Friday, January 27, 2012

When the Soul Sings

Lately I've noticed a lot of writers moaning and whining because they aren't happy with their writing. Some complain of writer's block. Others don't have any motivation. Apathy, drudgery, a lack of interest in their characters have all been mentioned. It's not fun or exciting any more. Their joy in writing is gone. It's a job.

Yeah, yeah, yeah. I hear ya.

The truth is out there.

Here's what I think. I think most writers--regardless of genre--went from writing the books of their souls to writing market books. In the back of their minds is the overriding question, will it sell? 

When I look back at my earliest work, I see a different writer. I see a writer involved in telling the story. Yes, my technical stuff was a bit shakier. I see the mistakes I made if I'm looking for them. But I have to look hard because the stories involve me. Me, the author. When I'm reading, I keep stopping and marveling that I wrote this book!

And then...I made the mistake of worrying about whether or not the book would sell. When the author is truly involved with the story and characters, each day is a new adventure. We're not worried about whether we have enough or too much sex because it isn't our story. We can't wait to get up in the morning to see where their story will take us. Our soul sings as we pound the keyboard. Every interruption is nearly unbearable because we can't bear to be parted from our hero/heroine. Sounds like love?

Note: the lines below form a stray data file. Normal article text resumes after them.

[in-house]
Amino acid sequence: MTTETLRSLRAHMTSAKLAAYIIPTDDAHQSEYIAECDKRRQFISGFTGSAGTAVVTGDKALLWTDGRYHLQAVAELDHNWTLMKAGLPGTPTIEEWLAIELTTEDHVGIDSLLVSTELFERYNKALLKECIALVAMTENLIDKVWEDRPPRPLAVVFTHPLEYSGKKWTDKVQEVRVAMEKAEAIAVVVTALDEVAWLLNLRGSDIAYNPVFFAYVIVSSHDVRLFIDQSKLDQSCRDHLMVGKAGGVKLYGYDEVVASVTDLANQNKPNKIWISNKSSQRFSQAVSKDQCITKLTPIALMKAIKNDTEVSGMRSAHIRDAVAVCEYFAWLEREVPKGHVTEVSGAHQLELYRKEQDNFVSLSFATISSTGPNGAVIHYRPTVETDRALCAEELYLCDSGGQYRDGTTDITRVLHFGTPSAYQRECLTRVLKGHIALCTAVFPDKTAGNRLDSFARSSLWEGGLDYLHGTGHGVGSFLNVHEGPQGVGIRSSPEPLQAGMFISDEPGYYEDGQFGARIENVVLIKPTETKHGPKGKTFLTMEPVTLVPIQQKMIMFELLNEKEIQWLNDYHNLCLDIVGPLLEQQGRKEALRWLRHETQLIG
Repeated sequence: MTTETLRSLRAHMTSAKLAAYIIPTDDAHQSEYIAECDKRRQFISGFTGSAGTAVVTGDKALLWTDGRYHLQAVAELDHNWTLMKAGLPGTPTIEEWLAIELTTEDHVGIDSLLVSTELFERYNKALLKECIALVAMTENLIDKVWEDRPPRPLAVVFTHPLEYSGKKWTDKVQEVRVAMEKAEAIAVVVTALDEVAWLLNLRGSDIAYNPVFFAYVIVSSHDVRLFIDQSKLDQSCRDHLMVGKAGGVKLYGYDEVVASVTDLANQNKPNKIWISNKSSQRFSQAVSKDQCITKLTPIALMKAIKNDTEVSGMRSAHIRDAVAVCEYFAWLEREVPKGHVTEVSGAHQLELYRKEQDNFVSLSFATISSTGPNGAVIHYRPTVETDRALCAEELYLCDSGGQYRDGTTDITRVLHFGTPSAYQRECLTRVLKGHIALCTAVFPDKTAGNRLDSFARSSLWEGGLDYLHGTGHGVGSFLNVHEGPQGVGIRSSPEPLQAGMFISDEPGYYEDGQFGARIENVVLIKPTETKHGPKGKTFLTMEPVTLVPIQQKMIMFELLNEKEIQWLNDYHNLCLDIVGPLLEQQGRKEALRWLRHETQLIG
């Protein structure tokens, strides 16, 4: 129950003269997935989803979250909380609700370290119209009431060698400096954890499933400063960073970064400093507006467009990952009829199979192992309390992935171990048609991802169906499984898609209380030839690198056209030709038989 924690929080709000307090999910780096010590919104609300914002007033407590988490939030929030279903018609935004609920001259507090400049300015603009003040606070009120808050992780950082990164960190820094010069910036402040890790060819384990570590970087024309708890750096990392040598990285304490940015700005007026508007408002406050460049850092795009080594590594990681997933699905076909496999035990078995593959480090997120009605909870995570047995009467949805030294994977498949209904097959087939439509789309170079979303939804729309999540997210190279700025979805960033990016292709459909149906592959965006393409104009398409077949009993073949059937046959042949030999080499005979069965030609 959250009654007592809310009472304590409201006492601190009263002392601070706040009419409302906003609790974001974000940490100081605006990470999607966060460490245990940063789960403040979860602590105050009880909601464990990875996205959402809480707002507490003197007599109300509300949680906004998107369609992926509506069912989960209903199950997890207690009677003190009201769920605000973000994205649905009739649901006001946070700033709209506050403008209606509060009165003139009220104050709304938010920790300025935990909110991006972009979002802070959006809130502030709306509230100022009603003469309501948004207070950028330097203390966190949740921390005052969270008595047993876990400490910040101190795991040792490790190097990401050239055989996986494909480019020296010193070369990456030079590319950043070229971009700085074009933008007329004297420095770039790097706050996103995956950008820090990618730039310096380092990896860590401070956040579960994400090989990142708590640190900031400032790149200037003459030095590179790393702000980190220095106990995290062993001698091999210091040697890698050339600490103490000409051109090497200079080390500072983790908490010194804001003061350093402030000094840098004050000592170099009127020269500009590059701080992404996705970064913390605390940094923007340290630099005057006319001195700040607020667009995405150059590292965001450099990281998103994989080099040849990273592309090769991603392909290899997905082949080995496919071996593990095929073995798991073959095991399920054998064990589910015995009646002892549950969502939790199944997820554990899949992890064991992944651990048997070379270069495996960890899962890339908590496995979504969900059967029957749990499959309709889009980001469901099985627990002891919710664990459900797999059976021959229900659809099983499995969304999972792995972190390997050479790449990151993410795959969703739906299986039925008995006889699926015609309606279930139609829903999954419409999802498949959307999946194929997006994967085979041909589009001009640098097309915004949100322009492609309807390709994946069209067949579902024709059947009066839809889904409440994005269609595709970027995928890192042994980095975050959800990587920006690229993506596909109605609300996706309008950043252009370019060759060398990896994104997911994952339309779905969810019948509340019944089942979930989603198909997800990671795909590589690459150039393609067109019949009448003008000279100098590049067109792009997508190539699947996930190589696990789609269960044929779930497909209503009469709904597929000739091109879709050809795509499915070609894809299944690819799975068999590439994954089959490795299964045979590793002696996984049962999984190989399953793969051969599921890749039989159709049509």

Yeah, it does. If our writing doesn't make our soul sing then we're writing the wrong stuff.

A dear friend sent me a short piece she'd written. It was very different from her usual writing. This piece was written from her soul. The difference in the emotion and depth of feeling was striking. Her fascination with the characters was obvious.

When we lose that never-ending fascination, we lose some part of the soul of the story. Oh, it may be technically sound. We may have the POV down and most of the adverbs weeded out. We might have even followed every damn rule in the White and Strunk's. But underneath, niggling away at us is the certainty that the story has no soul.

When it does, it enthralls even when the technical aspects are less than perfect. When the soul sings so does the story.